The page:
While Vitaae and its parent company, SANE Laboratories, prominently cite the McGlade et al. (2012) study to support their product's cognitive-enhancing claims, a more rigorous scrutiny raises substantial doubts about this interpretation and the company's marketing practices.

To start, a fundamental discrepancy lies in the dosage of Citicoline used in the study compared to the dosage found in Vitaae. The research employed a daily dosage of 250mg and 500mg of Citicoline, while Vitaae includes a significantly smaller amount of just 100mg per serving. The lower dosage might not provide the same cognitive benefits observed in the study, meaning the company's claims, based on this study, are misleading. This discrepancy is a matter of critical concern and puts into question the honesty of the marketing efforts.

It's also worth noting that the study’s positive results were specific to a population of healthy adult women. Generalizing these results to all users — men, women of different age groups, and individuals with varying health statuses — is scientifically unsound.

Vitaae's marketing materials heavily lean on this one study, portraying it as definitive proof of their product's effectiveness. However, drawing definitive conclusions from a single study and failing to consider dosage differences is misleading and overstates the product's potential benefits.

The company is cherry-picking data and simplifying complex scientific research to make its product appear more effective than it actually is. This practice is not just scientifically questionable, but also raises ethical concerns about transparency and honesty in their marketing strategies.

A responsible company should convey the realities of scientific research accurately, including the limitations of a study and potential differences in individual responses. Therefore, potential users should approach Vitaae and the claims made by SANE Laboratories with a high degree of skepticism.

Ingredients - Vitaae Dosage & Transparency Problems

Vitaae Ingredients

Vitamin D (125mcg)

Magnafolate C (L-5-Methyltetrahydrofolic acid, Calcium, Salt) (667mcg)

Vitaalmind Proprietary Blend (Acetyl L-Carnitine, Gymnema Sylvestre Leaf Extract, Omega 3 Fatty Acid Concentrate - 7.5% EPA/DHA from Fish oil) (1800mg)

Citicoline (100mg)

Coenzyme Q10 (50mg)

When evaluating nootropics like Vitaae, it's crucial to scrutinize not only the ingredients but also their proportions (6). Vitaae's use of a proprietary blend, the Vitaalmind Proprietary Blend, in its formula particularly invites such scrutiny.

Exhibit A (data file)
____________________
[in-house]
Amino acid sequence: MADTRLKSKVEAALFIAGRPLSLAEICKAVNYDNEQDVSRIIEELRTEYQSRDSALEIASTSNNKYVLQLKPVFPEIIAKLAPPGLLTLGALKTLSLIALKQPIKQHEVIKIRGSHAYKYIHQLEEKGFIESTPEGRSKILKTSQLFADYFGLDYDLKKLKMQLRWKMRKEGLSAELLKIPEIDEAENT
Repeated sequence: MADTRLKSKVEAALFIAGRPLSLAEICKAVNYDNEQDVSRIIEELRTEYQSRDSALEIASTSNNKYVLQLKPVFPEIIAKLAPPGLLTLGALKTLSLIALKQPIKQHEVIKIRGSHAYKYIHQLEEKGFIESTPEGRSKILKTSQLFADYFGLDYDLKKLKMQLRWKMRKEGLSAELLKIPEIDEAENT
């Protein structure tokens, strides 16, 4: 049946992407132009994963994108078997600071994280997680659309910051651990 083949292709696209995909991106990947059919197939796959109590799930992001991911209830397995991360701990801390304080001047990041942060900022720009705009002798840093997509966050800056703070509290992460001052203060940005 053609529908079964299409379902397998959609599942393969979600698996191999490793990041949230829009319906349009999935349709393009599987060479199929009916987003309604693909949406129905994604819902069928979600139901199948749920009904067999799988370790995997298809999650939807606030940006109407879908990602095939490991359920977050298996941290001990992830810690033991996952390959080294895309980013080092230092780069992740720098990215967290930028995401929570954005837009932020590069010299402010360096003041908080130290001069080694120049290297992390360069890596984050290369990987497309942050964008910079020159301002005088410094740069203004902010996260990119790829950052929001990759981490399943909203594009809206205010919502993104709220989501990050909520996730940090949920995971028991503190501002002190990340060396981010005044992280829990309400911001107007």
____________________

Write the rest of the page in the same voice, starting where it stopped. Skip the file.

A proprietary blend is a combination of various ingredients for which the total mass is disclosed, but the quantities of individual components are not (7). This raises several questions regarding transparency and efficacy. Without knowledge of specific dosages, it's challenging to determine whether the blend offers the potency demonstrated in clinical trials (8).

Consider the Acetyl L-Carnitine in Vitaae's blend. Research indicates that Acetyl L-Carnitine can enhance attention and memory in older adults with mild cognitive impairment (9). However, these studies generally use doses between 630-2500mg (10). Without the exact amount in Vitaae's blend, we can't assess whether it contains enough of this ingredient to potentially replicate these benefits.

Safety is another concern with proprietary blends. Some ingredients might interact negatively or have effects that compound when combined, leading to potential side effects (11). Without transparency about ingredient dosages, users risk consuming compounds at levels that may cause harm, particularly when combined with other supplements or medications (12).

Vitaae's proprietary blend also contains Gymnema Sylvestre Leaf Extract and an Omega-3 Fatty Acid Concentrate. Although these ingredients offer health benefits, their roles as nootropics are less established. Without dosage clarity, their influence on cognitive function within the blend remains uncertain (13).

Vitaae's use of a proprietary blend, lack of several key nootropic ingredients, and potential dosage shortcomings introduce significant uncertainties about its effectiveness as a cognitive enhancer.

Vitaae Ingredients Label


  • Contains proven nootropic ingredient Citicoline.
  • Includes Vitamin D and Omega-3 Fatty Acids.
  • Presence of Coenzyme Q10.


  • Unclear proprietary blend dosages.
  • Citicoline dosage potentially inadequate.
  • Lacks diverse range of nootropics.
  • No third-party testing.
  • Exaggerated marketing claims.
  • Potential side effects due to ingredients.
  • Missing many essential nootropic ingredients.

Potential Side Effects of Vitaae

Here is a detailed list of potential side effects you might encounter with Vitaae:

Main problems experienced with Vitaae 

  1. Gastrointestinal Issues: Both Vitamin D and Omega-3 Fatty Acid Concentrate have been reported to cause gastrointestinal disturbances, such as nausea, bloating, or diarrhea (14,15).
  2. Fishy Aftertaste: Some users may experience a fishy aftertaste or odor due to the Omega-3 Fatty Acid Concentrate sourced from fish oil (16).